Assessment of Electricity Industries in SADC Region Energy Diversification and Sustainability


BOWA K. C. , MWANZA M., SUMBWANYAMBE M., ÜLGEN K. , PRETORIUS J. H.

Advances in Science, Technology and Engineering Systems Journal, vol.6, no.2, pp.894-906, 2021 (Refereed Journals of Other Institutions)

  • Publication Type: Article / Article
  • Volume: 6 Issue: 2
  • Publication Date: 2021
  • Doi Number: 10.25046/aj0602101
  • Title of Journal : Advances in Science, Technology and Engineering Systems Journal
  • Page Numbers: pp.894-906

Abstract

Before  the  COVID-19  crisis,  the  Southern  African  Developing  Countries  (SADC)  had  a 

varied energy mix including renewable energy, fossil fuels, and military energy production. 

The use of fossil fuels in the energy mix is known to be the source of the growing levels of 

greenhouse gases in the atmosphere. However, there was a reduction in GHG emissions 

following  the  pandemic,  which  reduced  travel  and  trade,  and  worldwide  disruption  in 

economic  activities.  The  priority  of  priority  B  in  the  2015-2020  Regional  Indicative 

Strategic  Development  Plan,  which  is  Energy,  continues.  As  a  result,  the  availability  of 

affordable and renewable energy is still a priority for south of the equator countries and 

their growth agenda. This paper is aimed at exploring the sustainability of SADC countries’ 

electricity  sectors  by  using  three  sustainability  pillars:  Social,  Environmental  and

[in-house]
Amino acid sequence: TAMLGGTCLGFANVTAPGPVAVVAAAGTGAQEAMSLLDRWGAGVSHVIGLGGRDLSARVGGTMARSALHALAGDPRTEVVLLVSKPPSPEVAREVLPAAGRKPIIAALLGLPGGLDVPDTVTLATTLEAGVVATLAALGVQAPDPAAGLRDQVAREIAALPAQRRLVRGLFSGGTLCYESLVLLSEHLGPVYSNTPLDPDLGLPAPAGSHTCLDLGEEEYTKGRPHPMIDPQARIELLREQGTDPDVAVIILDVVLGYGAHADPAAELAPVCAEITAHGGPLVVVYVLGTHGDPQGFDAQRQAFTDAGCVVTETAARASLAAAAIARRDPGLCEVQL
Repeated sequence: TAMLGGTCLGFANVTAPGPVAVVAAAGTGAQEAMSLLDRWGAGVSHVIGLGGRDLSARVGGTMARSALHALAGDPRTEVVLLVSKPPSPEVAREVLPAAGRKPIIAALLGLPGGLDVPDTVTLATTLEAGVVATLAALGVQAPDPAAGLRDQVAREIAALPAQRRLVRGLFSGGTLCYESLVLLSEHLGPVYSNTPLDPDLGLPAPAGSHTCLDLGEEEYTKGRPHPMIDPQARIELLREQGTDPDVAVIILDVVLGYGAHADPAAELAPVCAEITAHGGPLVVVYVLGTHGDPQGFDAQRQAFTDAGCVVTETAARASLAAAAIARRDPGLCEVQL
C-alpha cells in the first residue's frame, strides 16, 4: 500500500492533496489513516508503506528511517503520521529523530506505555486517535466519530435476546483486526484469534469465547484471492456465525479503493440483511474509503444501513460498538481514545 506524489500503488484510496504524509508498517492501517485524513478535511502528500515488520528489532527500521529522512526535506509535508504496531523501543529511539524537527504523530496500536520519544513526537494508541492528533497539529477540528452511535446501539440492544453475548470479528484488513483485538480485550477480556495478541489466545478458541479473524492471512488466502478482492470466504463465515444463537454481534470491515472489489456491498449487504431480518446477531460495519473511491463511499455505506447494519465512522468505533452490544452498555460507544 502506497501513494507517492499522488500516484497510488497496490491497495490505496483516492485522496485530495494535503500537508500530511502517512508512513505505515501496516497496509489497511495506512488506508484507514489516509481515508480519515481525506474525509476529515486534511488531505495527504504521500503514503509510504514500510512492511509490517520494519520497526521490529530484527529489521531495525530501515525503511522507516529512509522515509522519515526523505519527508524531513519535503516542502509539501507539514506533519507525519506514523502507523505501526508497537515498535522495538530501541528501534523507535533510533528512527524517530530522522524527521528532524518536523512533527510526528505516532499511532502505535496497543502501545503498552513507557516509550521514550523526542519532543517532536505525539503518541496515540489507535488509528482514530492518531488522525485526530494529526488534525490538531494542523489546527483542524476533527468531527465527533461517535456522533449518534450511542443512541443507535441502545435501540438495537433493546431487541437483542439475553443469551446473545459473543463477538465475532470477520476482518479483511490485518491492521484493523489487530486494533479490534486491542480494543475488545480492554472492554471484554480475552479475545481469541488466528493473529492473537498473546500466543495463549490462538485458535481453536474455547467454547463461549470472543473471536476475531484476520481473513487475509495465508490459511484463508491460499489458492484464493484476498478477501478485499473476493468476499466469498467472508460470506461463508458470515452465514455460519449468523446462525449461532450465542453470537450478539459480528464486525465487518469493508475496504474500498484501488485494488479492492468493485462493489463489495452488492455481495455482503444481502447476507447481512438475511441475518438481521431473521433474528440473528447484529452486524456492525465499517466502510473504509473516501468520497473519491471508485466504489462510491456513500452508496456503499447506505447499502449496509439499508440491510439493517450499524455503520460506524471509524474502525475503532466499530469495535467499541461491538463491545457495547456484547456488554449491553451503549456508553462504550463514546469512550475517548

Economic  (SEE).  SEE  offers  the  main  concepts  of  renewable  energy,  in  a  way  that  is 

socially,  environmentally  appropriate  and  economically  viable.  Study  shows  a  gap  in 

access rate in SADC countries with only Mauritius and Seychelles reaching 100% access 

to  modern  energy  services  (electricity)  for  both  rural  and urban  areas.  Currently  all  the 

member  countries  have  set  their  RE  goals  for  the  year  2030.  However,  the  subsidies  by 

SADC  member  countries  indicate  that  they  are  practiced  as  a  way  to  make  electricity 

affordable, and also to make electricity available to lower income households. In the period 

2014-2017,  big  national  budget  deficits  happened  in  various  Southern  African  countries 

because  of  subsidies.  Thus,  this  paper  is  of  crucial  importance  to  the  foundational 

advancement  of  sustainable  electricity  sector  growth  in  the  country.  The  findings  of  this 

paper play a crucial role in helping and guiding politicians to better understand the existing 

and  challenges  future  in  the  energy  market  and  alternatives  to  address  these  problems. 

Additional  research  is  given on  how  to  arrive  at  sustainable  decisions  for  the  electricity 

sector in the region.